(GDAL >= 1.10.0)

When dealing with some file formats, particularly the drivers relying on third-party (potentially closed-source) libraries, it is difficult to ensure that those third-party libraries will be robust to hostile/corrupted datasource.

The implemented solution is to have a (private) API_PROXY driver that will expose a GDALClientDataset object, which will forward all the GDAL API calls to another process ("server"), where the real driver will be effectively run. This way, if the server aborts due to a fatal error, the calling process will be unaffected and will report a clean error instead of aborting itself.

How to enable ?

The API_PROXY mechanism can be enabled by setting the GDAL_API_PROXY config option to YES. The option can also be set to a list of file extensions that must be the only ones to trigger this mechanism (e.g. GDAL_API_PROXY=ecw,sid).

When enabled, datasets can be handled with GDALOpen(), GDALCreate() or GDALCreateCopy() with their nominal filename (or connection string).

Alternatively, the API_PROXY mechanism can be used selectively on a datasource by prefixing its name with API_PROXY:, for example GDALOpen("API_PROXY:foo.tif", GA_ReadOnly).

Advanced options

For now, the server launched is the gdalserver executable on Windows. On Unix, the default behaviour is to just fork() the current process. It is also possible to launch the gdalserver executable by forcing GDAL_API_PROXY_SERVER=YES. The full filename of the gdalserver executable can also be specified in the GDAL_API_PROXY_SERVER.

It is also possible to connect to a gdalserver in TCP, possibly on a remote host. In that case, gdalserver must be launched on a host with "gdalserver -tcpserver the_tcp_port". And the client must set GDAL_API_PROXY_SERVER="hostname:the_tcp_port", where hostname is a string or a IP address.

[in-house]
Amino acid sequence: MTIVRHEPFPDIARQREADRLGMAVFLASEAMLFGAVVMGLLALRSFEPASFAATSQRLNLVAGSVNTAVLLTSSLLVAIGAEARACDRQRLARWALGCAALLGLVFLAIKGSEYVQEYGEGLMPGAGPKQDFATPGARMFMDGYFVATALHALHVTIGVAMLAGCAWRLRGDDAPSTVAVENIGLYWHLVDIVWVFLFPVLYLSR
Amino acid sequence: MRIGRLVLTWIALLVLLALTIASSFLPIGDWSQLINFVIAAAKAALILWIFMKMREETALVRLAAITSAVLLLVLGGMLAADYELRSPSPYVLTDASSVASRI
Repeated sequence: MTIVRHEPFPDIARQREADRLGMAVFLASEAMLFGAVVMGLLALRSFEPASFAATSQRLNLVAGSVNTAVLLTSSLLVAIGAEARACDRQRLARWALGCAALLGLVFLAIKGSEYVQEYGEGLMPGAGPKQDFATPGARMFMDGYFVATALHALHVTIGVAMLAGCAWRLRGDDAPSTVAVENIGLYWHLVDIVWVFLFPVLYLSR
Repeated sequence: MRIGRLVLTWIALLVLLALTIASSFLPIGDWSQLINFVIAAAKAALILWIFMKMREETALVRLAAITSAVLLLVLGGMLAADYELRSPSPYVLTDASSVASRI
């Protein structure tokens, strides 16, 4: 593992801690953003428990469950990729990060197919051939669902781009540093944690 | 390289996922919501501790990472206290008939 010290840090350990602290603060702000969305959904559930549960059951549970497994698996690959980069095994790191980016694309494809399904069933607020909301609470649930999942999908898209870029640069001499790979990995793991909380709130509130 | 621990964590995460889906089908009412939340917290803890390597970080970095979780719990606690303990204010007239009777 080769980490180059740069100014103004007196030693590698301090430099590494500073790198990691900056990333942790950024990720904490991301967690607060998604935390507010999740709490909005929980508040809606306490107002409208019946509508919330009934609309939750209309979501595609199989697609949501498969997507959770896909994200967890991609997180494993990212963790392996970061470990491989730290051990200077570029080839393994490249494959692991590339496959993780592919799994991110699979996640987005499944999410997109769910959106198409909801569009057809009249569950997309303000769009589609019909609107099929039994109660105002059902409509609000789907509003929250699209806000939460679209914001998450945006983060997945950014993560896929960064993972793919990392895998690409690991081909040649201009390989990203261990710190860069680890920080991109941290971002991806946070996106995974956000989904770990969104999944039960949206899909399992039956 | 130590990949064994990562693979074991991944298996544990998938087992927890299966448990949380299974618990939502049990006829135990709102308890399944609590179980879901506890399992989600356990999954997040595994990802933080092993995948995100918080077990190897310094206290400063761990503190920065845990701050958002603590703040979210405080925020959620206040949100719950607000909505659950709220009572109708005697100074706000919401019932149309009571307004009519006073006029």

On Unix, gdalserver can also be launched on a Unix socket, which "gdalserver -unixserver /a/filename". Clients should then set GDAL_API_PROXY_SERVER to "/a/filename".

In case of many dataset opening or creation, to avoid the cost of repeated process forking, a pool of unused connections is established. Each time a dataset is closed, the associated connection is pushed in the pool (if there's an empty bucket). When a following dataset is to be opened, one of those connections will be reused. This behaviour is controlled with the GDAL_API_PROXY_CONN_POOL config option that is set to YES by default, and will keep a maximum of 4 unused connections. GDAL_API_PROXY_CONN_POOL can be set to a integer value to specify the maximum number of unused connections.


Datasets stored in the memory virtual file system (/vsimem) or handled by the MEM driver are excluded from the API Proxy mechanism.

Additionnaly, for GDALCreate() or GDALCreateCopy(), the VRT driver is also excluded from that mechanism.

Currently, the client dataset returned is not protected by a mutex, so it is unsafe to use it concurrently from multiple threads. However, it is safe to use several client datasets from multiple threads.

Concurrent use of a dataset

Starting with GDAL 2.1 (Unix only), if the gdalserver executable is launched in TCP (or Unix socket) mode, and with the -nofork flag, clients that will open the same dataset name through the API Proxy will be associated with the same dataset object on the server, thus enabling, for example, safe "concurrent" write from several clients.

But in that mode, only one thread is used in the server, hence reducing scalability and client isolation. Furthermore some operations, like "gdal_translate api_proxy:in.tif api_proxy:out.tif" are not possible, since they would deadlock the server.

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